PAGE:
The sharemarket has closed flat after a slower increase in property prices in China generated anxiety about the strength of the Chinese economy.
The market had been doing reasonably well in early trade despite major companies such as Telstra, Wesfarmers and Woodside Petroleum trading ex-dividend, IG market strategist Evan Lucas said.
But that momentum was lost in afternoon trading, after data was released showing a slump in China's housing price index, he said.
The data drove down the Chinese share market and caused a reversal in direction among local iron ore suppliers such as BHP Billiton, Rio Tinto and Fortescue Metals.
"The Australian market as a whole has been dragged down by the China story, because there is also talk about possible more lending tightening and lending issues over in China," Mr Lucas said.
"That, unfortunately, put a real dampener on the day."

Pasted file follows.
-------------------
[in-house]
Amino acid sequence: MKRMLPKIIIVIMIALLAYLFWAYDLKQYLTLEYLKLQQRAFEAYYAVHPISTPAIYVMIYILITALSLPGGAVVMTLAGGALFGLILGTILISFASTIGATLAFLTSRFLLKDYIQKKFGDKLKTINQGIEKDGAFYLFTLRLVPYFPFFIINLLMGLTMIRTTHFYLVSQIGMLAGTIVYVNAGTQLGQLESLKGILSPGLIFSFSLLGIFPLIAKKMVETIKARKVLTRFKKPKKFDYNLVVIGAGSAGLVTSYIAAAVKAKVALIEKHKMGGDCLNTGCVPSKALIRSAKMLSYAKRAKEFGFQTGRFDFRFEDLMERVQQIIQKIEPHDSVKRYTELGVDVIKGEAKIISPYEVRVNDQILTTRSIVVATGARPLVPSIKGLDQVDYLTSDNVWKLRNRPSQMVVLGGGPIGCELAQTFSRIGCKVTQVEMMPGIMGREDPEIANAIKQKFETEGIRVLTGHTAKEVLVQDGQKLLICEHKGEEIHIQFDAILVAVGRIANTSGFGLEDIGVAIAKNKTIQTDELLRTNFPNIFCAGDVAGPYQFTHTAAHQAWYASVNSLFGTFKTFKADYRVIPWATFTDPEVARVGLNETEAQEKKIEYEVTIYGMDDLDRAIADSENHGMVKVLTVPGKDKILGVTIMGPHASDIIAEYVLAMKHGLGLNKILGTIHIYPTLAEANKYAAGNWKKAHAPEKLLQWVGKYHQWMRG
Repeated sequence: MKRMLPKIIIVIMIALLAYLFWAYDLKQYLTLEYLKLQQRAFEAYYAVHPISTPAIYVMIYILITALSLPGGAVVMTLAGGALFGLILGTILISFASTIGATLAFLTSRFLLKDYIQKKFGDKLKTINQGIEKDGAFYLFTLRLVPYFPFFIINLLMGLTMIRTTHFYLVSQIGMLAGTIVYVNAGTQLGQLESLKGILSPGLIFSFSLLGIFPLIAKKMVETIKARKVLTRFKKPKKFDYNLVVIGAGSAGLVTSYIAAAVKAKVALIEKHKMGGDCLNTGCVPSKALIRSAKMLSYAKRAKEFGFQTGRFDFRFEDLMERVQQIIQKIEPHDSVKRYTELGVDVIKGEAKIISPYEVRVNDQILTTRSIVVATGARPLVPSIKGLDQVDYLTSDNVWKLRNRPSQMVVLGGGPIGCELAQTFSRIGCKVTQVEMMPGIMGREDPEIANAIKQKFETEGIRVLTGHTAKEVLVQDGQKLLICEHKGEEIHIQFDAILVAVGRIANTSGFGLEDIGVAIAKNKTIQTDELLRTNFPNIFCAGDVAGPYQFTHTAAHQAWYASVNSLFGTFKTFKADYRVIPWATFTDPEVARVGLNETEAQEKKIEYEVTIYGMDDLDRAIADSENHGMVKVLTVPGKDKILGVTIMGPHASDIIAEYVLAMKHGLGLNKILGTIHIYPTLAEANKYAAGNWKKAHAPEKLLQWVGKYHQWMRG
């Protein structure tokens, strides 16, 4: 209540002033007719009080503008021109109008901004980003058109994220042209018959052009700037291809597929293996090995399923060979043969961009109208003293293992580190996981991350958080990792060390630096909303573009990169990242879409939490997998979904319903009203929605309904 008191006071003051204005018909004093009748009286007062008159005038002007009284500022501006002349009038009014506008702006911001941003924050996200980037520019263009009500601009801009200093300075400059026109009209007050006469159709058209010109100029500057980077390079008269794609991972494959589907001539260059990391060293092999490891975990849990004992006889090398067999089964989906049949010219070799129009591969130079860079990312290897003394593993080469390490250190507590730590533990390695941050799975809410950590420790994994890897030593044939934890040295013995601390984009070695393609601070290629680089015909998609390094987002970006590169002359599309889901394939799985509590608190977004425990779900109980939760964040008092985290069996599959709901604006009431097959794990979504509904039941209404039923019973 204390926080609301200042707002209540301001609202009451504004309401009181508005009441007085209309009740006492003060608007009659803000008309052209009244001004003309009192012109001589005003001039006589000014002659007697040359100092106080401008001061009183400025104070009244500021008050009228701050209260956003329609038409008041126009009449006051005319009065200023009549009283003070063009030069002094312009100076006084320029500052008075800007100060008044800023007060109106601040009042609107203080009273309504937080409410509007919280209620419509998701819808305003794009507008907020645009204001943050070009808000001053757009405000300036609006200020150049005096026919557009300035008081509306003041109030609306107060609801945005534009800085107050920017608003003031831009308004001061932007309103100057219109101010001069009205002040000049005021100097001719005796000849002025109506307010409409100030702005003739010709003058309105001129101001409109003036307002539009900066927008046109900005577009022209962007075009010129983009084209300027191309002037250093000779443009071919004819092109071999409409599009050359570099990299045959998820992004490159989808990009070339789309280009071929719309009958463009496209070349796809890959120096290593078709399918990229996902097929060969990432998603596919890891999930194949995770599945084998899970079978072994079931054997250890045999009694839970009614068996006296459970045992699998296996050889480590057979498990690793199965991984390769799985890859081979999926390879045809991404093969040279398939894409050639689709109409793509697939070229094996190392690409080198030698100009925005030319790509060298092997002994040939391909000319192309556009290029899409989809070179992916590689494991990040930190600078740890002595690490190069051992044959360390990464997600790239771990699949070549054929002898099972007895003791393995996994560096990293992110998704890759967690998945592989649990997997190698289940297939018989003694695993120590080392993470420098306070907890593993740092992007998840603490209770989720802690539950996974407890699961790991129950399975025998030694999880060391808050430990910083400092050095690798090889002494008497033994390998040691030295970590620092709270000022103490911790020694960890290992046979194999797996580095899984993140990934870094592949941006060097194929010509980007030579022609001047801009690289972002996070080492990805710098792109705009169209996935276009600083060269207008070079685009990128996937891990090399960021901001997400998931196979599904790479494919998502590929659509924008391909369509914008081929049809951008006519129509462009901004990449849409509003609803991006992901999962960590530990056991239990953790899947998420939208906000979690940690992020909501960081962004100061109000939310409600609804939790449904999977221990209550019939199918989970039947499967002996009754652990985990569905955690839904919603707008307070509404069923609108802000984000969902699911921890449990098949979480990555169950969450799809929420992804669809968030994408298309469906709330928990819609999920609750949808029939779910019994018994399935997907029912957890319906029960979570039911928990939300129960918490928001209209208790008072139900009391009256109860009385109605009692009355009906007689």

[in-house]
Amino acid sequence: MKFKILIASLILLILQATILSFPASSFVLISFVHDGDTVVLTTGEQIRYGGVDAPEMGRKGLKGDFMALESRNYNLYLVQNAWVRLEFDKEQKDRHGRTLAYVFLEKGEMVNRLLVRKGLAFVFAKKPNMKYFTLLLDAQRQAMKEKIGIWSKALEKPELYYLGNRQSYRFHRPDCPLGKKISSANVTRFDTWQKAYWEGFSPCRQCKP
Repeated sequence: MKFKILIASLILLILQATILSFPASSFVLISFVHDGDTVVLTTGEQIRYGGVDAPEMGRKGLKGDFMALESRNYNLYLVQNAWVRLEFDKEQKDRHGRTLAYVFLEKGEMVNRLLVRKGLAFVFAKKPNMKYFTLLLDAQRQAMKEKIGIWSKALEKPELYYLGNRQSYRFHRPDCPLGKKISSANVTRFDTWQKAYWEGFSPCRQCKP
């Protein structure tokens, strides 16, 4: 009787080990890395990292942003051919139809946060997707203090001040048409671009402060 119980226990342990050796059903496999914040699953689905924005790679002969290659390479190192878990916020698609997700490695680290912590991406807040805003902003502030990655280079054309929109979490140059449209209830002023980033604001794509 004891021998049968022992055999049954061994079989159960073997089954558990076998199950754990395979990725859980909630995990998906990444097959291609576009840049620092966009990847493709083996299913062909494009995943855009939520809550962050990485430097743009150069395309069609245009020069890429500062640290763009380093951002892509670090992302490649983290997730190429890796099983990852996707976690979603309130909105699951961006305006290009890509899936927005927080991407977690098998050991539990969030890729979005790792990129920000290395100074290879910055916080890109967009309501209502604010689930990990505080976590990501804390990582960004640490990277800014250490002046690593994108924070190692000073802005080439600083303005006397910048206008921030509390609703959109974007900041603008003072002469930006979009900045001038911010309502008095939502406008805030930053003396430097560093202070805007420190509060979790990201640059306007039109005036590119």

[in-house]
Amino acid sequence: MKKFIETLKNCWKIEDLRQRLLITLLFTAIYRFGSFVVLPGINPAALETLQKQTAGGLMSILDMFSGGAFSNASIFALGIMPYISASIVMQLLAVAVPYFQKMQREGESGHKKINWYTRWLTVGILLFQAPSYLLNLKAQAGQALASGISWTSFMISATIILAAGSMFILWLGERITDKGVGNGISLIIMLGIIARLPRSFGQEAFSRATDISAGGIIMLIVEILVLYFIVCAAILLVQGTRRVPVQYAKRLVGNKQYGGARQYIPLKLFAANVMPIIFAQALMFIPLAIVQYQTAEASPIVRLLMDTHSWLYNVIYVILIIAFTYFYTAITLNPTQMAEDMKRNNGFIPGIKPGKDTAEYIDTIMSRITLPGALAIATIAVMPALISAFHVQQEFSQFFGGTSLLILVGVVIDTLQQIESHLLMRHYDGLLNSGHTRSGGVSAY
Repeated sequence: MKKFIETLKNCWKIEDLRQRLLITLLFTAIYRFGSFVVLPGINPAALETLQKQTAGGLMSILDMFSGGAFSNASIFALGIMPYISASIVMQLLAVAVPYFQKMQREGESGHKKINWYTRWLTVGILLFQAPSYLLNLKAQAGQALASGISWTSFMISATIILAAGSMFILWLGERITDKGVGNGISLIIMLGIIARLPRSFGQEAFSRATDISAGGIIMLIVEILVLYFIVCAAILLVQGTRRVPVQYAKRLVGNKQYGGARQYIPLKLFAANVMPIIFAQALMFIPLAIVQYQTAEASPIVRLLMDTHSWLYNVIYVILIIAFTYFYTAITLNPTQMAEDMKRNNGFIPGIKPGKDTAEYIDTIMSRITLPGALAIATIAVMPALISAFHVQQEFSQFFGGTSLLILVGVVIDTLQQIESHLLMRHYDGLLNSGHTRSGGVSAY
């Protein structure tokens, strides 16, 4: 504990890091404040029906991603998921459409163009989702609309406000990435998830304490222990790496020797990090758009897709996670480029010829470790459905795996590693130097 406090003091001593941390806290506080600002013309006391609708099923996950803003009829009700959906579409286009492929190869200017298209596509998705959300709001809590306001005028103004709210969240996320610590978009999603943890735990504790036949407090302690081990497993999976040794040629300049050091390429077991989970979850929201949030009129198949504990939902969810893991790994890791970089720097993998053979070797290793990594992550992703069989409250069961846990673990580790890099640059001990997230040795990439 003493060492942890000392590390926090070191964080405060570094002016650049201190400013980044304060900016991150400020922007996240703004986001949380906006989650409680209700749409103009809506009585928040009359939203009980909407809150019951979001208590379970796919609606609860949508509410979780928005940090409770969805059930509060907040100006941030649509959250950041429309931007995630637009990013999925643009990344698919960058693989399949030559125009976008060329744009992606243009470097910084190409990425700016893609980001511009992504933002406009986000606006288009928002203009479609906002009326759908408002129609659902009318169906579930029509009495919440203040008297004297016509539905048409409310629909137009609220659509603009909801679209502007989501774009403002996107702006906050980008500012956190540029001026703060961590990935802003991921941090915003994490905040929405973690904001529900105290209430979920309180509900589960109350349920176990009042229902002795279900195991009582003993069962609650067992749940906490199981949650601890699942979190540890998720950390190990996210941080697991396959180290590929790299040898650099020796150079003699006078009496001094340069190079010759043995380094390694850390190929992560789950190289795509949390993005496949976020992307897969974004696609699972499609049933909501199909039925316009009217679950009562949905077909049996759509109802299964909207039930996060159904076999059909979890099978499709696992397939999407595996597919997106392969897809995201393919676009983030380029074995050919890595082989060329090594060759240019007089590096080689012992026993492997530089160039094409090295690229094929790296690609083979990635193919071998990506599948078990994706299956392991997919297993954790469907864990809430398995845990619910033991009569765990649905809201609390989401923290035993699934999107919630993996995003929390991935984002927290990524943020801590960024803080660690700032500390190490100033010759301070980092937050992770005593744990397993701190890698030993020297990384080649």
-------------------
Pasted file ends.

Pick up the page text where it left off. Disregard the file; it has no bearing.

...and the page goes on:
BHP added 21 cents to $39.38, Rio Tinto dropped 68 cents to $69.55 and Fortescue Metals shed three cents to $5.99.
The banks were also mixed, with NAB losing 11 cents to $34.43, while CBA edged 18 cents higher to $75.36, ANZ added 18 to $32.00 and Westpac gained 26 cents to $33.57.
BlueScope Steel gained 43 cents to $6.30 after it returned to profitability thanks to improved performances from its North American, Asian and Australian businesses.
Oil refiner Caltex Australia gained 45 cents to $20.94 despite suffering a 28 per cent slide in its full year profit, partly due to the impact of the fall in the Australian dollar.
Mining services firm Boart Longyear dropped 6.5 cents, or 15.3 per cent, to 36 cents after it fell to a full year loss of $US620 million.
- At the close on Monday, the benchmark S&P/ASX200 index was up 1.5 points, or 0.03 per cent, at 5,440.2 points.
- The broader All Ordinaries index was up 0.7 points, or 0.01 per cent, at 5,450.1 points.
- The March share price index futures contract was seven points higher at 5,422 points, with 22,821 contracts traded.
- National turnover was 1.7 billion securities worth $4.9 billion.